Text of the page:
IT consultant - friend or foe?

The consulting industry is in transition, facing questions about its image, its fees, its independence -- even what it is. Big firms have cut staff. The mega marriages, like IBM and PwC, have begun. Niche operators are proliferating and smaller players are winning lucrative business.

All the while, C-level executives are demanding more and bargaining hard, especially where their expertise has been thinnest and the consultants' profits fattest -- information technology.

With notoriously tricky implementations like CRM, SCM and ERP opening new wounds near the scars of Y2K and the GST there is plenty of angst about. The irony is that most IT consulting relationships rupture for the most low-tech of reasons.

Managing director of Accenture Australia, Derek Young says people still underestimate the complexity of integrating technology with business. Director of finance and personnel at the University of Wollongong (UoW), Chris Grange says organisations expect too much from IT consultants too keen to deliver. And Grant Maxwell, managing director of specialist technology outsourcer and consultancy, Glenhurst IT, blames miscommunication.

Young says it doesn't help consulting's cause that the people writing history are mostly clients.

"From our experience there are many more success stories than failures, but the failures get all the air time," he says.

"I think most people appreciate that any sort of enterprise software implementation is not a simple task, and like most difficult things in life, it's unlikely to go smoothly."

UoW's Chris Grange has in the past 12 months used IT advisers from vendors, large consulting firms and four independent consultancies. But Grange says UoW has steadfast principles on how consultants are employed. It engages a consultant, not a firm, and develops a relationship with this individual consultant. UoW also gives potential consultants a small assignment first to see if both parties can work well together.

"Some of the bigger firms believe they will solve all your problems and they want to spend the first X number of days finding out what the problems are," Grange says.

"If you have a clear idea of what you need to solve, then that's a waste of money. Sometimes, we have difficulty with this part of the dialogue and we take that as a warning sign.

"We've had three proposals this year from consultants that have been fixed price. I welcome them. To me they equate to payments based on results."

Glenhurst IT's Maxwell says everyone knows a couple of horror stories of how consultants "bled a company dry". Unfortunately, he says, too many of the horror stories are true.

"There was a very brief period, long gone now, when a consultant had some initial level of respect," Maxwell says.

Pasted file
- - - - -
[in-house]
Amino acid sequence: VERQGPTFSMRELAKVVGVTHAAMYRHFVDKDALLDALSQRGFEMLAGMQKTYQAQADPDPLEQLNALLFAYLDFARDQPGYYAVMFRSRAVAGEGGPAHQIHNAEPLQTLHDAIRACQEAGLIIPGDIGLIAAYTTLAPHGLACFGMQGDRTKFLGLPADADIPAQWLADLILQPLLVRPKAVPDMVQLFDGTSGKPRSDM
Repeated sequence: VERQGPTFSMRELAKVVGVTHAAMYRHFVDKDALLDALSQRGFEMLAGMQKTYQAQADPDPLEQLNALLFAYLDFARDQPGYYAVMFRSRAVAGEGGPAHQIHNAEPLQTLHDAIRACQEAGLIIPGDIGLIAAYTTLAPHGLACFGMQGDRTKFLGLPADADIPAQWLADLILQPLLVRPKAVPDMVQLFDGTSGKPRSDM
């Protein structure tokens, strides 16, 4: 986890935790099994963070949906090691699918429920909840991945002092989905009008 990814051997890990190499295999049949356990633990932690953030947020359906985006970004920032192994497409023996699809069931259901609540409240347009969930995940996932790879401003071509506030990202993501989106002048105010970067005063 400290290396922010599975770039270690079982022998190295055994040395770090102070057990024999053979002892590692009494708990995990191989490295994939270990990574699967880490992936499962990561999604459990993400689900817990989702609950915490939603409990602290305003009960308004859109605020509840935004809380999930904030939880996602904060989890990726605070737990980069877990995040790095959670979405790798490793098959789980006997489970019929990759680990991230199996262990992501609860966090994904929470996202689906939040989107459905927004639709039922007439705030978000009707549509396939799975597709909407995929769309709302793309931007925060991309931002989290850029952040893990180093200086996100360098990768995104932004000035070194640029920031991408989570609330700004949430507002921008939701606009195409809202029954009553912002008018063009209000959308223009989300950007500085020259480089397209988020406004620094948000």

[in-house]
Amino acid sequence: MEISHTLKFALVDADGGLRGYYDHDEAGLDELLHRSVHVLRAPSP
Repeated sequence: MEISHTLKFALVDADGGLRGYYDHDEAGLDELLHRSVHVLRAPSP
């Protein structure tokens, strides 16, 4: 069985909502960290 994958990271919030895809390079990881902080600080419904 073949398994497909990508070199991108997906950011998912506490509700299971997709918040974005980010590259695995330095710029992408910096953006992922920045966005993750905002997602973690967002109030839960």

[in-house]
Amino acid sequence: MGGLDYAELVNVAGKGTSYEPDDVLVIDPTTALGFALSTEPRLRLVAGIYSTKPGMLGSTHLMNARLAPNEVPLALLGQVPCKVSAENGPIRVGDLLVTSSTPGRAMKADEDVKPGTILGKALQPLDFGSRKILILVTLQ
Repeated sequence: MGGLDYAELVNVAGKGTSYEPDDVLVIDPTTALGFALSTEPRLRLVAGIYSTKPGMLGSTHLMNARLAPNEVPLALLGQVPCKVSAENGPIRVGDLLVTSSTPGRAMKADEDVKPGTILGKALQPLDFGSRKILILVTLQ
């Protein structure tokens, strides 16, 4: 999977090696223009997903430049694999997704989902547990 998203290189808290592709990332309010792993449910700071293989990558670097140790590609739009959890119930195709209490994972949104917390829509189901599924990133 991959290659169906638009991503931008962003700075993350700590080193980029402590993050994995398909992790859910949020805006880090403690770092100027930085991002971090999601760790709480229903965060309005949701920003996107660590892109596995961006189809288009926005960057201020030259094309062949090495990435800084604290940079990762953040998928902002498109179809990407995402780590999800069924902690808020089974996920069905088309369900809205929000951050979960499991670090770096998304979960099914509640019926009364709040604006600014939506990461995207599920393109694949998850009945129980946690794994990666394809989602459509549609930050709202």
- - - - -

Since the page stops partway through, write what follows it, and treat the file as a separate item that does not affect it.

"Today, consultants have to realise that they come in as outsiders to a customer's business and they have to earn respect."

Do consultant's over promise or do they deliver?
When asked on behalf of his industry if it is tempting to over-promise when pitching for new business, Accenture's Derek Young says 'it's getting easier' to avoid.

"If you have highly publicised projects that go wrong then the downside outweighs the initial flush of winning a project when you have promised to deliver things you can't in the time frame and for the cost," he says.

"That's a recipe for disaster and many of the problems we've heard about in recent years can be sheeted home to this process."

One aspect of working with consultants that gets pulses racing is how they should be paid. Despite the pressure on consultants to 'put skin in the game', flat fees are still the most popular form of payment, followed by performance-based fees and results-based fees.

"I can't remember the last major pure time and materials deal that we did," Young says.

"That's a thing of the past. Being paid for results, however you define results, is going to become more common. We use scorecards that have a number of measures and different weightings. A percentage of our fee is based on hitting those scorecard metrics."

Conscious that results shape a reputation, Young says the consultant -- as the person who has been through the process many times before -- needs to take a stand if things are not happening correctly. For example, he says some clients want to manage costs by providing certain resources themselves.

"It's perfectly reasonable for the vendor and the consultant to ask if the people the client provides have the necessary skills," Young says.

"If they don't, it's no use soldiering on and pretending they are competent. It's better to put it on the table and get a solution. If you just ignore it you are creating an issue that will come back and bite you."

The larger consultancies also believe their depth of expertise is one of their key attributes. Young calls it "bench strength." He knows of two recent incidents in Australia where a relatively small player won a job to implement software yet both were asked to leave within six months.

"A larger firm was brought in," he says, "simply because the small firm lost exceptional people and they were not able to replace them. None of us can guarantee that people aren't going to leave, but you must have depth."

- Darren Horrigan